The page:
Resistor 30 is coupled between ein conductor 2 and conductor 31. Conductors 31 and 35 are connected to the negative and positive inputs, respectively, of an operational amplifier 32. A feedback resistor 33 is coupled between conductor 34 and conductor 31. The output of operational amplifier 32 also is connected to conductor 34 also. A voltage ex (FIG. 6) is produced on conductor 34.
Conductor 34 is connected to one terminal of a resistor 36, the other terminal of which is connected to conductor 37. Conductor 37 is connected to the negative input of operational amplifier 38 and is also coupled by resistor 42 to conductor 43. The output of operational amplifier 38 is connected to conductor 40. Conductor 40 is connected to the anode of clamping diode 41 and to the cathode of clamping diode 44. The cathode of diode 41 is connected by conductor 39 to one terminal of resistor 42A, the other terminal of which is connected to conductor 37. A stripped video output voltage eo (FIG. 6) is produced on conductor 39.
Conductor 43 is connected to the positive input of comparator 4. The output of comparator 4 is connected to conductor 8, on which the composite sync waveform (FIG. 6) is produced. The negative input of operational amplifier 38 is connected to conductor 45, on which a reference voltage VB is produced, as subsequently explained. Conductor 45 is connected to the positive input of comparator 4.
The composite sync voltage on conductor 8 is applied to one input of a two input AND gate 51. The other input of AND gate 51 is connected to conductor 18. Conductor 18 is connected to the output of a monostable multivibrator 15, subsequently described with reference to FIG. 3. The output of AND gate 51 is connected to conductor 55, which is connected to the strobe (ST) input of a sample and hold circuit 52. A capacitor 53 connected between sample and hold circuit 52 and ground performs the function of storing the sampled level. The sample input of sample and hold circuit 52 is connected to conductor 34 to receive the ex signal. The output of sample and hold circuit 52 is connected to conductor 54, on which a negative voltage VA, equal to the amplitude of the sync tip portion 73 of the composite video signal ein (FIG. 6), is produced. Conductor 54 is coupled by resistor 56 to conductor 45, on which the above-mentioned negative reference voltage VB is produced. Conductor 45 is coupled by resistor 57 to ground conductor 17.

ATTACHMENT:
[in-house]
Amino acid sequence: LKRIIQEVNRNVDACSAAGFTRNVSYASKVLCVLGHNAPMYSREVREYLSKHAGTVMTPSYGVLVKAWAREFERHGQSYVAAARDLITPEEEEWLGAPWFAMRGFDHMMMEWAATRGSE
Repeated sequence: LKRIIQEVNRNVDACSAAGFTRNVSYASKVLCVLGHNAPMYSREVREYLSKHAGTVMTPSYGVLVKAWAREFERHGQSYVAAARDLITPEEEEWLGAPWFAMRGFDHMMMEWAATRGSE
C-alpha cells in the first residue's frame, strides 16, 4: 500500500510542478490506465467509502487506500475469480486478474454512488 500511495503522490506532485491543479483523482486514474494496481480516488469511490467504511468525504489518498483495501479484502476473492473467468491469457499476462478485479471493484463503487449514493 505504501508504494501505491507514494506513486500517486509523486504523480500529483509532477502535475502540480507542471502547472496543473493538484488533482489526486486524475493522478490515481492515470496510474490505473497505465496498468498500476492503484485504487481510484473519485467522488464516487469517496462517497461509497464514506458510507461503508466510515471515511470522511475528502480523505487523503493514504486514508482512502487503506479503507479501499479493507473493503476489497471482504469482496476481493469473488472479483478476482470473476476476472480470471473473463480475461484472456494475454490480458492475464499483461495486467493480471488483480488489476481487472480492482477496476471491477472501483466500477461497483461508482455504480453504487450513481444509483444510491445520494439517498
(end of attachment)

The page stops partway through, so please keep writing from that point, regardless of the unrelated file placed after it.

Conductor 34 is coupled by resistor 58 to conductor 59, which is connected to the negative input of operational amplifier 5A. The positive input of operational amplifier 5A is connected to VB conductor 45. Conductor 59 is coupled by resistor 60 to the output conductor 7 of amplifier 5A, on which the desired DC restored composite video signal is produced.
Referring next to Fig. 3, the improved sync decode circuit 9 of Fig. 1 includes a monostable multivibrator 15 having its input connected to composite sync conductor 8. The duration of the monostable state of multivibrator 15 is determined by capacitor 16, which is connected between it and ground conductor 17. The output of monostable multivibrator 15 is connected by conductor 18 to one input of NAND gate 23, and through delay 19A to the input of a second monostable multivibrator 19, and the clock input of a D-type latch 20. The D input of latch 20 is connected to composite sync conductor 8. The output of latch 20 is connected to conductor 11, on which the vertical sync pulse is produced.
The duration of the unstable state of monostable multivibrator 19 is determined by capacitor 21. The output of monostable multivibrator 19 is connected by conductor 22 to an inverting input 24 of NAND gate 23 and the D input of a second latch 26. The clock input of latch 26 is connected to conductor 11. The output of D-type latch 26 is connected to conductor 12, on which the frame sync pulse is produced.